1. Seek health of the system, not mission accomplished.
Complex systems don’t get solved. They are constantly evolving and don’t have a finish line. It’s not about solving the problem, but addressing the interconnected system that produces the problem. Really what we want to do is create a healthier system; this is what is going to lead to the outcomes we are trying create over time.
2. See patterns not just problems.
In a typical management mindset we have been trained to (and society is very accepting of) “tackling problems head on.” But a linear mindset is not helpful here. We need the ability to step back and see the patterns behind the problem. Identifying the patterns and how they influence the system is more important than focusing on just the problem itself.
3. Unlock change; don’t impose it.
Systems aren’t broken so we cannot fix them. But we can unlock the forces in the system that allow for the desired outcomes to emerge. If we can unlock these conditions the system will change itself.
4. Plan to Adapt. Don’t stay the course.
Dynamic systems are always shifting and that’s what requires us to adapt. We often say, “hold your intentions tightly, and your plans lightly”.
A Systems Practice Needs Systems Leadership
It can feel daunting and overwhelming to go beyond addressing problems to working with systems. So, where do we begin?
Unfortunately, there are no easy and quick answers. While there are many tools and approaches that can help us (like systems mapping and systems modelling), they are not ends in themselves. As Joe Hsueh from SecondMuse says, “they are tools for us to create a space where we open our minds, open our hearts and open our will.” In other words, systems practice needs systems leadership: the capacity to see the larger system ourselves, and to help others see this as well. At its core, systems practice is really about relationship building, cultivating awareness and staying still long enough to discern the next wise action.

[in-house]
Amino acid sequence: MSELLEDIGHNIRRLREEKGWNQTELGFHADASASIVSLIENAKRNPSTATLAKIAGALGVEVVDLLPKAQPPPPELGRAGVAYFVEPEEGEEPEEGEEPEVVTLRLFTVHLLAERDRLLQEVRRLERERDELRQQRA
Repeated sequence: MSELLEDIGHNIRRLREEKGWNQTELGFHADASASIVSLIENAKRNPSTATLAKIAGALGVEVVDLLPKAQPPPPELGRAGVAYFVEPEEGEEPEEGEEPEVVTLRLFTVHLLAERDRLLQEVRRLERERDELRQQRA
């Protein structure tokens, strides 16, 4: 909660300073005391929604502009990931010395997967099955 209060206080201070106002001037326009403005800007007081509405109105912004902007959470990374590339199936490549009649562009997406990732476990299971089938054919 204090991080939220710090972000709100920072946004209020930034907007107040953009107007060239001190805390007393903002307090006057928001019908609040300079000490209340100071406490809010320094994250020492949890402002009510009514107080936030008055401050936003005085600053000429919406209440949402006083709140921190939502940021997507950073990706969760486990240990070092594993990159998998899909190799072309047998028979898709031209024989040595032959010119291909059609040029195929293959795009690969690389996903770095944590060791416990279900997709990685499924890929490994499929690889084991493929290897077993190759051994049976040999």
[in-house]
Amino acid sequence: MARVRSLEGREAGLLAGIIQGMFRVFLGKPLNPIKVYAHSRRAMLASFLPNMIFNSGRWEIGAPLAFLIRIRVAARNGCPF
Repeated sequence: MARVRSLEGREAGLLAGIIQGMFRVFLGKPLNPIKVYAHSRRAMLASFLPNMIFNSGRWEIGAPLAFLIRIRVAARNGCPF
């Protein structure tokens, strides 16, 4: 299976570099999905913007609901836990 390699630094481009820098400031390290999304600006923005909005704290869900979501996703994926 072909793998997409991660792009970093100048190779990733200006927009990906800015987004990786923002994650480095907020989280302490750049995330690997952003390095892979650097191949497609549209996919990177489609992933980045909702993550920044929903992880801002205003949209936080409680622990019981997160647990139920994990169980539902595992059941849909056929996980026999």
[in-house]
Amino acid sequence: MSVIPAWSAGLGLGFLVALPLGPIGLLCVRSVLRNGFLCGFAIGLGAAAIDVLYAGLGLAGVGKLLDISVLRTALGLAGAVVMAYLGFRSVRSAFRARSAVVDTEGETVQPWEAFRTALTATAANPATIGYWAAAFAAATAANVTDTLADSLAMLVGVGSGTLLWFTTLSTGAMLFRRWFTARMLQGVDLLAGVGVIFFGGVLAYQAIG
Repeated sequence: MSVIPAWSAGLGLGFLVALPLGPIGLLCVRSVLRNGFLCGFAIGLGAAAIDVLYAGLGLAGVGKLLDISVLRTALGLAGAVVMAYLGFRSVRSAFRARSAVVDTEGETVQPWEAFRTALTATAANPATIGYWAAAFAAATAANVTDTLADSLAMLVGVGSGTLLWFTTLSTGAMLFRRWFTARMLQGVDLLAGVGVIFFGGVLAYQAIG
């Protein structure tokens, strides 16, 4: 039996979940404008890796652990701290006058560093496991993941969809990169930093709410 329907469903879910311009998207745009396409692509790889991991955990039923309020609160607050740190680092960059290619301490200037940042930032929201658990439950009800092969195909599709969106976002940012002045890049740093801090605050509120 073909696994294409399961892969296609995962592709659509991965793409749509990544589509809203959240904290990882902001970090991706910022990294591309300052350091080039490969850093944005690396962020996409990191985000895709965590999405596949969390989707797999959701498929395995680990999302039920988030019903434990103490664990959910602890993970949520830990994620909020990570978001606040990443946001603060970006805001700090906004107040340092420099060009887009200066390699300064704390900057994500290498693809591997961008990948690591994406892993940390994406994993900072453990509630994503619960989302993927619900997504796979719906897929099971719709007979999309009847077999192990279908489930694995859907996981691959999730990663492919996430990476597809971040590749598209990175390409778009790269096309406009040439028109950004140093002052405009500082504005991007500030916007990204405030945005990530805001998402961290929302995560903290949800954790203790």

As Misra and Maxwell say, “Growing a systems mindset is a lifelong practice, and is more effective when shared broadly (across networks) and deeply (from the grassroots to systems leaders). Change efforts can stall when new leaders and frontline workers don’t understand what a systems approach is or why it makes a difference. Leaders need to develop a systems mindset intentionally—among all stakeholders and over time—to create continuous and consistent systems-level action.”
How we can help?
At SHIFT we are more interested in being enablers than experts. Rather than working with organizations to solve problems, we work to build the mindsets and muscles of people inside systems to drive change from within. And just as we encourage in the people we work with, we are committed to our own ongoing learning journey – right now this includes applying tools like systems maps to form a shared understanding of the system, identifying leverage points to drive change, and crafting ever more effective theories of change to guide leaders in their quest for greater impact.
Interested in learning more?
Systems Tools and Resources: http://systems.geofunders.org/tools-resources
Acumen Systems Practice Course: http://www.plusacumen.org/courses/systems-practice
The Dawn of Systems Leadership: https://ssir.org/articles/entry/the_dawn_of_system_leadership